(Go back to Part 12)
“Forget that the Plague is the enemy
And brother is turned against brother.
Forget that the Plague is the danger
And swords are lodged in the living instead of the dead.
Forget that the Plague is the threat
And the Fire will be lost.
And when the Fire ceases burning,
The Plague will remain.
The Plague will always remain.”
–The Lexicon, Verses Of Fire And Death 3:12
“There is no chapter house in Dunheim.”
Alex and the sergeant stood on the dock, holding the horses by their reins. Brutus was very happy not to be on board the barge any longer—he snorted and shook his head at all the activity around them.
“No?” Alex was distracted. Stone buildings rose around them on every side, and there was a rush of people to and from the pier as the barge was unloaded. Wagons rattled over the famous 27 arches of the Dunheim bridge, and one of the drivers was in a fierce argument with a gang of street children in rags.
“No. Technically it lies in Riles’s territory, but the Curate has never had a strong presence here. We’ll have to find accommodation on our own.” The sun was setting.
It took an hour, but they found an inn with empty stable space a handful of blocks away. It was a cheap place, thriving on the business of travelers from the docks. Alex and the sergeant shared a silent meal in the common room, eating their own bread and cheese. The owner glared at them, but had his hands full with a crowd at the other end of the room. Alex recognized some of them from the trip downriver.
After dinner, McCann went to go upstairs. Alex remained. “I want to see the city.”
McCann frowned. “Dunheim? Why?”
“I’ve never seen a city before”
“No? Weren’t you a charge?”
“A young one. I don’t remember much.”
McCann snorted. “This is hardly a city, you know. It’s mostly mud and beggars.”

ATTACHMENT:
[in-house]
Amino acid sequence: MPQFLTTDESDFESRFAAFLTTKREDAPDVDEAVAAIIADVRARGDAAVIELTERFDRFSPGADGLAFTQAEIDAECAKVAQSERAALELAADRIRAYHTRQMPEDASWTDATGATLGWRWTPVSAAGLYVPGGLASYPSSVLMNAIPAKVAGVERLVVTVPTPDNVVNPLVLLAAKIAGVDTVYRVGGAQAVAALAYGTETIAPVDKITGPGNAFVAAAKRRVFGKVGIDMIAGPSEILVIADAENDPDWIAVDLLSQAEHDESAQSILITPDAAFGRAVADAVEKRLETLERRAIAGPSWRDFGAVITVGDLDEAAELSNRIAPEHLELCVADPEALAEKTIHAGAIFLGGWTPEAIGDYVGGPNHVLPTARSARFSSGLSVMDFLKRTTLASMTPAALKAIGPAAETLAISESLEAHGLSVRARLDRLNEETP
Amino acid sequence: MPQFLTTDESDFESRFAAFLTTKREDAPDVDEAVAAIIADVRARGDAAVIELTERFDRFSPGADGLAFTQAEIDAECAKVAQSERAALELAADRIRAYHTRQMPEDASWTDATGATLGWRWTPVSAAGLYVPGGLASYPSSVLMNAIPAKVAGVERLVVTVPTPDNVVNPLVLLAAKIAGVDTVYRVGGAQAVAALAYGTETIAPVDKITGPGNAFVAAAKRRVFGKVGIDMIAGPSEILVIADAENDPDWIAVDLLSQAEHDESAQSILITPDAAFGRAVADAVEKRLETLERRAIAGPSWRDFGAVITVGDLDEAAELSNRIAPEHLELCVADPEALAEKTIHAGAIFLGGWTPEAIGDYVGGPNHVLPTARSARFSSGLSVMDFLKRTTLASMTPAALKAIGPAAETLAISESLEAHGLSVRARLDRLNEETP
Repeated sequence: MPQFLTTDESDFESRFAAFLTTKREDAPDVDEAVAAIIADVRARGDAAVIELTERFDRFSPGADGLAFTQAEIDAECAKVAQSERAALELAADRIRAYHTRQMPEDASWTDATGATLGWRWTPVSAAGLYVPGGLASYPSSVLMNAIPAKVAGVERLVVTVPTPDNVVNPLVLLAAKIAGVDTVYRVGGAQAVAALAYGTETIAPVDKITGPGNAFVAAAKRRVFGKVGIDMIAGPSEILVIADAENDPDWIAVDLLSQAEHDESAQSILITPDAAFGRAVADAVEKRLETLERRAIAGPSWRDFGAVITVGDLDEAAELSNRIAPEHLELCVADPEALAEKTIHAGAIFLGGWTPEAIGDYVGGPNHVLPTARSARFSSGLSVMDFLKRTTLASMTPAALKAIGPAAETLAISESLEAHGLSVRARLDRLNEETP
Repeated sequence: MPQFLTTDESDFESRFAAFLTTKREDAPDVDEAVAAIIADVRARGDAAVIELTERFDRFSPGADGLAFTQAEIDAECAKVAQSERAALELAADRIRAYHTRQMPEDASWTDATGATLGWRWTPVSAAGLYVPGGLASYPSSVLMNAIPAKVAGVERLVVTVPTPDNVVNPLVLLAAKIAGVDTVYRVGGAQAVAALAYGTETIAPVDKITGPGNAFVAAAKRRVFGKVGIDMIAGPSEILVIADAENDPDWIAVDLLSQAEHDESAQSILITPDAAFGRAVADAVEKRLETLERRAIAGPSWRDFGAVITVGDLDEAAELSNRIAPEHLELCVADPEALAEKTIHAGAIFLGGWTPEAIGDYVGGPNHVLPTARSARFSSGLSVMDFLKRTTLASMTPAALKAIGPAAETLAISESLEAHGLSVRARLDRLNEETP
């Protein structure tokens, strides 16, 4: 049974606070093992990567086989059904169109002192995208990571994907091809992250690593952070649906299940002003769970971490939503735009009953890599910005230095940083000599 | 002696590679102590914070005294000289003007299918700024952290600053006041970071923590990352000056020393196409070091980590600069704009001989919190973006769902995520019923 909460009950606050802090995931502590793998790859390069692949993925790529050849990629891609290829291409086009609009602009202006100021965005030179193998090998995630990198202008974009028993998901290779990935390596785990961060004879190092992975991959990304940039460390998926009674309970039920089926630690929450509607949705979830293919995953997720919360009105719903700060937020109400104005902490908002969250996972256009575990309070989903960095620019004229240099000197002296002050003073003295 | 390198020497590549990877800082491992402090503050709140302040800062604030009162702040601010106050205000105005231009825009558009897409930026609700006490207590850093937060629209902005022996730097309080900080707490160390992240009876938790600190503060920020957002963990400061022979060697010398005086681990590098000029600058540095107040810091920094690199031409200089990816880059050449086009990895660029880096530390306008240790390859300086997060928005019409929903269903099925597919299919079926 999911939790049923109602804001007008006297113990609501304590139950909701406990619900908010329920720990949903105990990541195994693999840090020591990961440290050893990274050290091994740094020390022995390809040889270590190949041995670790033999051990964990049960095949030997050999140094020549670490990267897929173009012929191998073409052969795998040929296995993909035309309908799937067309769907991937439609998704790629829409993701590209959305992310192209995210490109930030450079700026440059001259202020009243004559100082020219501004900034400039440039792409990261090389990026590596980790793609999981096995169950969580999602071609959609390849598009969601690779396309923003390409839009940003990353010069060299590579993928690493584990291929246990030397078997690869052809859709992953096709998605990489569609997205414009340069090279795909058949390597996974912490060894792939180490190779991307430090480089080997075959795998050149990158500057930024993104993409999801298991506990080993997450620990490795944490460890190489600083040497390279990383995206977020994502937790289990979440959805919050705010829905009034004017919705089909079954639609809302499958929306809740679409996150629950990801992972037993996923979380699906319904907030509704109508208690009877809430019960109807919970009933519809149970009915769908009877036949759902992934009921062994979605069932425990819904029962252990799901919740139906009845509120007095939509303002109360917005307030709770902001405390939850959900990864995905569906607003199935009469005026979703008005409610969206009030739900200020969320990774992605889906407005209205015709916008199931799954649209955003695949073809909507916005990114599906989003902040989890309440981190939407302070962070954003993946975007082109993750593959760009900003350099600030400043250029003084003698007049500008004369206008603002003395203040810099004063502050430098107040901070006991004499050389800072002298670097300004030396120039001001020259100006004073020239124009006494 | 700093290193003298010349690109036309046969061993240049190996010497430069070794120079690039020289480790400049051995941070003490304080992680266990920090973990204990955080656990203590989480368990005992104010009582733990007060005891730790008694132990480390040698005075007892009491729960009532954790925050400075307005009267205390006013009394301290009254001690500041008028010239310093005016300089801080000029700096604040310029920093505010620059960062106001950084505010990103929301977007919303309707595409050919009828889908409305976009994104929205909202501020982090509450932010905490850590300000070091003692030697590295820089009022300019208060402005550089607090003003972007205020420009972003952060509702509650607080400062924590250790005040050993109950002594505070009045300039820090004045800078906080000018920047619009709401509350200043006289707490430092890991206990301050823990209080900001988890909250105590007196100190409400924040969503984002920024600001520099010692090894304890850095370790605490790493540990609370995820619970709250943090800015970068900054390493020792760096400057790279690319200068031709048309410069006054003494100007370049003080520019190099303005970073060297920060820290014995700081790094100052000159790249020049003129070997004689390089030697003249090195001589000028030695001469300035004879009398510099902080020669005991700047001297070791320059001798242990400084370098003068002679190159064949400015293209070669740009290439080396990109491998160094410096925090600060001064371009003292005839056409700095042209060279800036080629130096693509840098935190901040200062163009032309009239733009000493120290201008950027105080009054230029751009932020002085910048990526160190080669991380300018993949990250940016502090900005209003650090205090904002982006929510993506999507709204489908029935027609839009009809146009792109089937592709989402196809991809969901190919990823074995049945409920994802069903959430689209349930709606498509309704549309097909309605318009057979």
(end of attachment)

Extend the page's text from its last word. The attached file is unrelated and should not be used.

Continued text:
Alex didn’t move. Eventually McCann shrugged.
“All right. Be ready to ride in the morning.”
“I will be.”
The streets outside were lit by flickering lamplight, and while the traffic from the barge had eased, there were still plenty of people about. Alex checked the signpost on the corner before picking a direction that led into town.
She only went a few blocks along the rickety wooden sidewalk before reaching a large open square. It was tiled in grimy mosaics and a plain fountain rose in the center, covered in lounging beggars. Crowds of people pushed their way through the commons, filling it with conversation. Dark figures, shrouded behind shadowy windows, watched the commotion or shouted down to passersby below.
A semicircle of spectators was gathered at the far side of the square. Alex made her way over to them. There was the sound of a violin and the rapid tapping of small cymbals. The rhythm was unfamiliar to Alex. There was a swirl of bright colors spinning in the center of the group, and she pushed her way forward to see what it was.
A woman danced in the space marked by the crowd. Alex was shocked. The dancer’s smooth brown skin glistened in the half-light of the torches, while the sparkling sequins buried in the swirling red ruffles of her dress flashed with each spin. A pair of finger cymbals chattered in each hand, cupped in long slender fingers that were studded with cheap rings. An unshaven man with a mouthful of jagged teeth played a wailing melody to her rhythm on a three-stringed violin.
The tempo picked up, faster and faster, and before she knew what she was doing Alex was clapping along with the rest of the crowd. The woman whooped as she twirled, leaping once in the air to click her heels together, and the audience roared its approval. With a flourish from the dancer and a grinding chord from the violinist, the song ended and a shower of coins flew into the hat in front of them. As the crowd began to chant for another song, Alex felt a tug on her cloak.
Her first thought was to check for her money, but the nearly-empty purse was still on her belt. She looked down to see a barefoot child pulling on her clothes.
“Are you the Curate?” asked the kid.
“Uh, yes? I guess?”
“Come!” He pulled on Alex’s cloak again.
“Come! Not far!”
Alex followed the child across the courtyard. They went a few steps down an alley, where the kid grabbed another man’s cloak. “Mister Curate, Mister Curate, I found her! I found her!”
The other man turned. He was tall and wiry, with tired eyes set in a long face. The red and white of the curate was visible under his cloak, and the marked knife at his belt told Alex that he was at least a full knight.
Alex bowed. “Knight.”
The other frowned back at her. “An Acolyte? Who are you?”
“My name is Alex.”
“They’re not sending acolytes with dispatches now, are they?”
“No, I’m with Knight-Sergeant McCann.”
“Ah, that makes more sense.” He turned to the child, who was still clinging to his cloak and hopping up and down. The curate flipped the kid a small coin and he scampered away. “Is McCann here?”
“Good, I’ve been waiting for him for a week now. Take me there.”
(Go on to Part 14)